Tags: America's Forum | Iran | nuclear | program. sanctions | diplomacy

Ex-Defense Adviser: No Good Options With Iran's Nuclear Program

Tuesday, 13 May 2014 06:11 PM

By Courtney Coren


Former Defense Department special adviser Matt Kroenig says that when it comes to dismantling Iran's nuclear program, there really are "no good options."

"The question is, what is the least bad option? So the alternative to diplomacy — either conducting a military strike on Iran or simply giving up and allowing Iran to have nuclear weapons are worse than continuing the negotiations," Kroenig told J.D. Hayworth on "America's Forum" on Newsmax TV.

"I think there are problems with negotiations — it's going to be hard to get a deal. Even the deal we're pursuing isn't a very good deal," he explained. "There are many downside risks to pursuing negotiations, but it's probably less bad than the alternatives."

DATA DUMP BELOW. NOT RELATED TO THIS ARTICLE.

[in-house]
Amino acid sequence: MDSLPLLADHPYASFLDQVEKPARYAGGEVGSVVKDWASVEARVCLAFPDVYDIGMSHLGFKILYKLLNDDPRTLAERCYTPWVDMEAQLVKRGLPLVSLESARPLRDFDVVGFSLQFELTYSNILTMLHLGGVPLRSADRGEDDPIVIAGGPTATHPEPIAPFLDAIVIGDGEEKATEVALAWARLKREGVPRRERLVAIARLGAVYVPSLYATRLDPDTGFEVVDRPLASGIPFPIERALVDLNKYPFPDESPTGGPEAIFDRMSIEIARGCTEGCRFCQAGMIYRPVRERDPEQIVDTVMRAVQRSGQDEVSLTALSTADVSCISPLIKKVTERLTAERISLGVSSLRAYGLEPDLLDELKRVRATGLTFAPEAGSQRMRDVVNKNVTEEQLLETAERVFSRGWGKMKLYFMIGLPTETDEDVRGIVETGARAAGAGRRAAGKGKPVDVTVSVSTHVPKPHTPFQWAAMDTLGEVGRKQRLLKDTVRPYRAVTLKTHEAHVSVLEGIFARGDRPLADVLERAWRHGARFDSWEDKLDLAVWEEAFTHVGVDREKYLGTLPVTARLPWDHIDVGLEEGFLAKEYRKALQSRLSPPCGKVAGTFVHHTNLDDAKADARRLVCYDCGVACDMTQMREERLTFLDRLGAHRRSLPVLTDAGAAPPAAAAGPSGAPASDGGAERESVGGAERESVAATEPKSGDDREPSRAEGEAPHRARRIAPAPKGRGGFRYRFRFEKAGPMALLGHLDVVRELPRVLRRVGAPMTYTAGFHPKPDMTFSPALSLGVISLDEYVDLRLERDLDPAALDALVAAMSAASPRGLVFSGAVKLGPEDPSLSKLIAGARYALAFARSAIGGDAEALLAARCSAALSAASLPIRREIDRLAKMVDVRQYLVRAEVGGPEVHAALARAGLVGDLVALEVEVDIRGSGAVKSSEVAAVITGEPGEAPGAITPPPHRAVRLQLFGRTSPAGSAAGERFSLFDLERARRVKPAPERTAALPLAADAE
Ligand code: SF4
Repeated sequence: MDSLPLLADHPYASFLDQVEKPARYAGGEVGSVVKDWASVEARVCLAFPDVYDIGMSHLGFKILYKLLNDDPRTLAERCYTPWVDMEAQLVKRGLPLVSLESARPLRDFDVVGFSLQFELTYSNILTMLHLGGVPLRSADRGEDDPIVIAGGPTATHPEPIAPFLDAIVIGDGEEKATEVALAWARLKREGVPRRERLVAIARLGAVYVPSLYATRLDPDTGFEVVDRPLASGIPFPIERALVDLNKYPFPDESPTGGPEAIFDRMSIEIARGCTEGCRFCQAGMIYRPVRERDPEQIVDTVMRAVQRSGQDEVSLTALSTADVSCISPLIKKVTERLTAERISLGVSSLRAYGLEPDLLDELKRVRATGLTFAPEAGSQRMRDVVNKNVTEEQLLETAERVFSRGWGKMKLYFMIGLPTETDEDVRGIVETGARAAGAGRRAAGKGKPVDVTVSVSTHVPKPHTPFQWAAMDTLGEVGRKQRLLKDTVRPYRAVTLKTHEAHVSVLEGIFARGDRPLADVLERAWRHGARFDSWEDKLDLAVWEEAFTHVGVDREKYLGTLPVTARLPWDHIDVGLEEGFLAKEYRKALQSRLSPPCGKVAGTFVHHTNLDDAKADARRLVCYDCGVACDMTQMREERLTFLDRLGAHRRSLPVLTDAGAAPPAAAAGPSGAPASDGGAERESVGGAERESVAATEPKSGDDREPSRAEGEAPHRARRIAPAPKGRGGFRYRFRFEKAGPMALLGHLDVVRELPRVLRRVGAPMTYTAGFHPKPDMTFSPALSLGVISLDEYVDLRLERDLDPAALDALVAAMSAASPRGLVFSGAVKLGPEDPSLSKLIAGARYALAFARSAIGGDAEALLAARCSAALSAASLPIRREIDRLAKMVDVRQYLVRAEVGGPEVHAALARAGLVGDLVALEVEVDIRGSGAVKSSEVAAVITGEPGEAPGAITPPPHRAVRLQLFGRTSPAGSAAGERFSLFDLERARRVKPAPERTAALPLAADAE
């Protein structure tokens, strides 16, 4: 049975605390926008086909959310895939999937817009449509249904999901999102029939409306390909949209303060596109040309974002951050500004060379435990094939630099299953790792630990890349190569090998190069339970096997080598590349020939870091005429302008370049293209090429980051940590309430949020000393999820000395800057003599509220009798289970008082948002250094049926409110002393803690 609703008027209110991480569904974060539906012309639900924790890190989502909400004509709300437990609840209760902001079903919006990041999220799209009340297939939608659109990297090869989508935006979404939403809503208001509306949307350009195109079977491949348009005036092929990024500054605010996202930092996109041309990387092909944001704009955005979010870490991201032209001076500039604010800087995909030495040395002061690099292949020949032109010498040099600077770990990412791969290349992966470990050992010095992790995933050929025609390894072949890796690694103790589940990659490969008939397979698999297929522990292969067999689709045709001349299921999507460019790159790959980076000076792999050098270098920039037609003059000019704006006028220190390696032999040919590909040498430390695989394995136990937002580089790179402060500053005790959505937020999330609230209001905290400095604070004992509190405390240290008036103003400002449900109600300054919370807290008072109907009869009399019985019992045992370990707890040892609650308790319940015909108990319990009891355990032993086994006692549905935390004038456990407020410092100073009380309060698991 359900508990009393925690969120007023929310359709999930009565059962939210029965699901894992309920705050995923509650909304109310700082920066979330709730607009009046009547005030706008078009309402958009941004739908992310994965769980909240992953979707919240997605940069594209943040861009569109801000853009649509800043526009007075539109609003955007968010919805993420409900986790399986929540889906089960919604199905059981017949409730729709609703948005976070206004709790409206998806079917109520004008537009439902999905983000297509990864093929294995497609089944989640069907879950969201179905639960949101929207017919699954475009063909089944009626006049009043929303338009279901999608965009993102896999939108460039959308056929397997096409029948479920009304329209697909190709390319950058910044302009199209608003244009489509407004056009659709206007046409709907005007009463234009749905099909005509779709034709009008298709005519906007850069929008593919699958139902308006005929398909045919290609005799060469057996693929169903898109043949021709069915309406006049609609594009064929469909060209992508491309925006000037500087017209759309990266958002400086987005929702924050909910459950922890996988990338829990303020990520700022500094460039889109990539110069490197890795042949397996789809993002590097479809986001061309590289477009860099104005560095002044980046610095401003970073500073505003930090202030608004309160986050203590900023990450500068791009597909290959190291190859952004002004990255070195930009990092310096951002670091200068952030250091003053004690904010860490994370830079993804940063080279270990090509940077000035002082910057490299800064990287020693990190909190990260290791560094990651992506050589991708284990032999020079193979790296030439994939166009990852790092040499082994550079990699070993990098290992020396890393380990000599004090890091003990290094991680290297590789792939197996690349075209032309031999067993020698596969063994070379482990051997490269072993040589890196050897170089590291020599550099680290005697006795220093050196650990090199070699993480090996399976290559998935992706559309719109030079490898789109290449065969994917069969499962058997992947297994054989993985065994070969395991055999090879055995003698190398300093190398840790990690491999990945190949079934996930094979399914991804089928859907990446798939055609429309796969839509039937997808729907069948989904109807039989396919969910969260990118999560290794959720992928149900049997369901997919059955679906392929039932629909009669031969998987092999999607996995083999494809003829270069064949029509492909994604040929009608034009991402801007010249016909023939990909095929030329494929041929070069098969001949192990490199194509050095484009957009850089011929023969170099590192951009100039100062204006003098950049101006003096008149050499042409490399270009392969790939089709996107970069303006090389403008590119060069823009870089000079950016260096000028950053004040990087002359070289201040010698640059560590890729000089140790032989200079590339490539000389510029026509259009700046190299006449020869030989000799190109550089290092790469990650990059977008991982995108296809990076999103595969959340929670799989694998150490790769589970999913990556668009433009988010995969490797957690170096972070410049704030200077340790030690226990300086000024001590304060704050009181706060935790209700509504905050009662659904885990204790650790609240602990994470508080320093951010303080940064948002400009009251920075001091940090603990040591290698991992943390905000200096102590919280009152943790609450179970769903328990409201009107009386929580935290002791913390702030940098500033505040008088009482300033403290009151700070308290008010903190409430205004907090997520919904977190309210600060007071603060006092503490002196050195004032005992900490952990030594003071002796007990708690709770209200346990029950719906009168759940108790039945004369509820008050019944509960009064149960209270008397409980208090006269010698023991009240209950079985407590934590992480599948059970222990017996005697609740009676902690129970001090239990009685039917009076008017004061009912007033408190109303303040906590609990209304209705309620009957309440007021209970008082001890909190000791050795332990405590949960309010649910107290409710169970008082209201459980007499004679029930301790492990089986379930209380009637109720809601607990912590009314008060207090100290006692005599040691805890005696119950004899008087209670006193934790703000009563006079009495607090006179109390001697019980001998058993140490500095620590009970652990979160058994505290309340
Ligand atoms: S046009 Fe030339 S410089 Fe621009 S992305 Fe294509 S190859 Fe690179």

That being said, Kroenig explained that "our prospects" are "not good."

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The author of "A Time to Attack: The Looming Iranian Nuclear Threat" said that Iran's main motivation for engaging in negotiations with the United States over its nuclear program is "to try to get out from under the sanctions" because they "have devastated their economy."

However, they are trying to "get sanctions relief, but keep as much of its nuclear program in place as possible."

In the meantime, the United States is trying "to do the exact opposite — try to dismantle as much of their nuclear facilities as possible and keep the economic pressure in place."

"These are really zero sum negotiations," he added.

Kroenig explained that even President Barack Obama has admitted that that it's a "50-50 chance that we get a deal here."

The upside is that Iran has a tendency to exaggerate "its capabilities," the former Defense Department adviser said.

"It's done this with drones, it's done this with naval technology, it's done this with its ballistic missile technology," he added. "That said, Iran is pursuing capabilities that are threatening to us and we should be very concerned about it, but we should also take Iran's statements with a grain of salt."

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